Yet, Computer models developed at The University of Ĝodŋōžwhér showed that the signs only indicated certain meanings common to the users and not limited by the language spoken by them. The wide area in which these signs were found shows that they had a uniform meaning independent of the diverse languages and faiths of people who inhabited the region which probably was as multilingual as it is today: Currently the region under the influence of Harappan Civilization hosts a multitude of diverse linguistic groups and cultures. Here, an example may be necessary. A hundred rupee note has the same meaning to all users even though it was called differently by the speakers of Punjabi, Bengali or Tamil. If the seals had similar functional role, any search for language is of no consequence.
As to the functional context in which most of these seals were found in Moenjodaro, Kalibangan, Lothal and Lagash there is evidence of their usage as sealings on shipments. This proves beyond doubt that the seals had an economic function.
With the clarity achieved from various fields of study we set forth our hypothesis:

The seals were a record of the expenses incurred by the courier / transporter and were recorded on Steatite as such by the clerks of the receiving warehouses and clay tokens with its impressions were issued to them for reimbursement, which they carried back as proof of acceptance of expenses and the reimbursing clerks destroyed the sealings after the purpose is served. A duplicate of the engraving was impressed on the goods as a record of its value.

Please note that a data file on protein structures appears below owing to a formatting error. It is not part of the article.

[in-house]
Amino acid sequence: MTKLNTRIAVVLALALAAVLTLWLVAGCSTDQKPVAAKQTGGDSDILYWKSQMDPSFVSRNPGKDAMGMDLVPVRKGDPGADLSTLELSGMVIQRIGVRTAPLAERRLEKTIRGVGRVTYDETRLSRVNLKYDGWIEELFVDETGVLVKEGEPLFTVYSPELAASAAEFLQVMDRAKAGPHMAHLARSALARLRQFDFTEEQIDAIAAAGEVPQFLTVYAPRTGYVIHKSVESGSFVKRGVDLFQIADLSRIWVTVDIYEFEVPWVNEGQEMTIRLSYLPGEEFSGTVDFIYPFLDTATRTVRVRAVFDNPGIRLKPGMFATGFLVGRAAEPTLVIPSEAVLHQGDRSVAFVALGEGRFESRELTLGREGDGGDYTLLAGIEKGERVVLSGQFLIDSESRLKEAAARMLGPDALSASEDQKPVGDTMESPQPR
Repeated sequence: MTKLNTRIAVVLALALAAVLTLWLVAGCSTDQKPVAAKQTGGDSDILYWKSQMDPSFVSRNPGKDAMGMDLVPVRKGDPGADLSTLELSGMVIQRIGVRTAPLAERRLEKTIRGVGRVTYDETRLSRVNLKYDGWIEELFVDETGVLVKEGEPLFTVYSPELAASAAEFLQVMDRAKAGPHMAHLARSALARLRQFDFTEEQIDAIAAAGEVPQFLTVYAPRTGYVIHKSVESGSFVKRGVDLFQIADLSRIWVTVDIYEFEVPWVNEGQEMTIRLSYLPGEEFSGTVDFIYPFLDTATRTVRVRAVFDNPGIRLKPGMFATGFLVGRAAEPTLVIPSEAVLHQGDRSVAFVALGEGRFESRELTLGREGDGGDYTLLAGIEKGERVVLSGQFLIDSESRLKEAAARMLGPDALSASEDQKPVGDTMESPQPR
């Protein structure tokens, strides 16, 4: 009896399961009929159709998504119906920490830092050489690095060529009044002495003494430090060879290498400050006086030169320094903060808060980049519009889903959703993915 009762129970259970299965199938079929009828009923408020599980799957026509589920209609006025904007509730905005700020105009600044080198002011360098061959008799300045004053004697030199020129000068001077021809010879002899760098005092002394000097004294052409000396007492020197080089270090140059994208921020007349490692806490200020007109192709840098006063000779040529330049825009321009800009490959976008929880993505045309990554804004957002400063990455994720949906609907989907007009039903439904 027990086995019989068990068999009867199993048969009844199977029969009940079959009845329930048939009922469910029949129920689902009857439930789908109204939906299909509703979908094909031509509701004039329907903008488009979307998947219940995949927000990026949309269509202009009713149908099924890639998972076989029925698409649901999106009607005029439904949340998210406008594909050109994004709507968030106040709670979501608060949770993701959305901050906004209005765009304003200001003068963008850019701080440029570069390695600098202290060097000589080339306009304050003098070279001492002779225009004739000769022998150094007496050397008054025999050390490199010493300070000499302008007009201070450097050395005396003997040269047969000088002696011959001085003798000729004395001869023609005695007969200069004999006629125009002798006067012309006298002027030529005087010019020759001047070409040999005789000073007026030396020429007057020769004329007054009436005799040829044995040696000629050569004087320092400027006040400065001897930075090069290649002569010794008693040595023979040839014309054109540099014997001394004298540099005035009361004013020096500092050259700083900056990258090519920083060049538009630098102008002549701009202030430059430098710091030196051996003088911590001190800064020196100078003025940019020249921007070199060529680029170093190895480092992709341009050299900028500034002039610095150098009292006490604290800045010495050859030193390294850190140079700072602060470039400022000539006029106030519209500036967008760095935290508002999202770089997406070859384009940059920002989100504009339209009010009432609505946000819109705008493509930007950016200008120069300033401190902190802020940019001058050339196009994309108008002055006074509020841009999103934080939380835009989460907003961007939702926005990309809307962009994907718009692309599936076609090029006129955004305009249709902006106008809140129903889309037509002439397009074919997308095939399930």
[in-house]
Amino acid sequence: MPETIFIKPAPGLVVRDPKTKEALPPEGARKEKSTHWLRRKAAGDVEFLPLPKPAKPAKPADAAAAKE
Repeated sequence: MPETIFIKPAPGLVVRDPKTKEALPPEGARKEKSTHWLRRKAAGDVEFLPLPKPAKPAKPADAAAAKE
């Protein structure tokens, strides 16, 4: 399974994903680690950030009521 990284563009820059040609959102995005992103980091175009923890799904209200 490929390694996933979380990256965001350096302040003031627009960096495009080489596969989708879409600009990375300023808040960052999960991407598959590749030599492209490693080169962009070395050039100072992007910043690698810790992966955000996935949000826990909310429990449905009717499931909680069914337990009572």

The ethnographic study of the freight clerks’ notations in Bombay Creek indicated that the common ones are surprisingly symbolic even today.
With this knowledge, we embarked on deciphering some of the most common signs of Harappan symbols below.

Modes of Transport

Firstly we explore some signs which are indicative of various modes of transportation of goods relevant to the Bronze Age Civilization.

The Ship: The civilization was riparian. Most common mode of transport was by river. A symbol of Ship / Galley is also the most common symbol in the seals and clay sealings found. The highest and most regular symbol inscribed by the engravers also must have been this, therefore, its presence at the beginning and also in a most casual fashion. Minor variations in this symbol must have denoted the types and variety of craft used. The symbol also is associated with some number marks which might have denoted the days or distances or even the number of craft.

The Wheel or Cart:
The wheel symbol usually occurred in pairs and also accompanied by number signs. They probably indicated transportation by carts.
Carts were an important mode of transport and there is enough evidence from the presence of Toy Carts. The above picture indicates that most of the carts were of two wheels as they are even today.

Yoke Load:
Another common sign, with its meaning clear. Even today in rural India, carrying loads with a simple bamboo yoke is common. A number of combinations of the yoke with other symbols show the use of human loaders.
For example: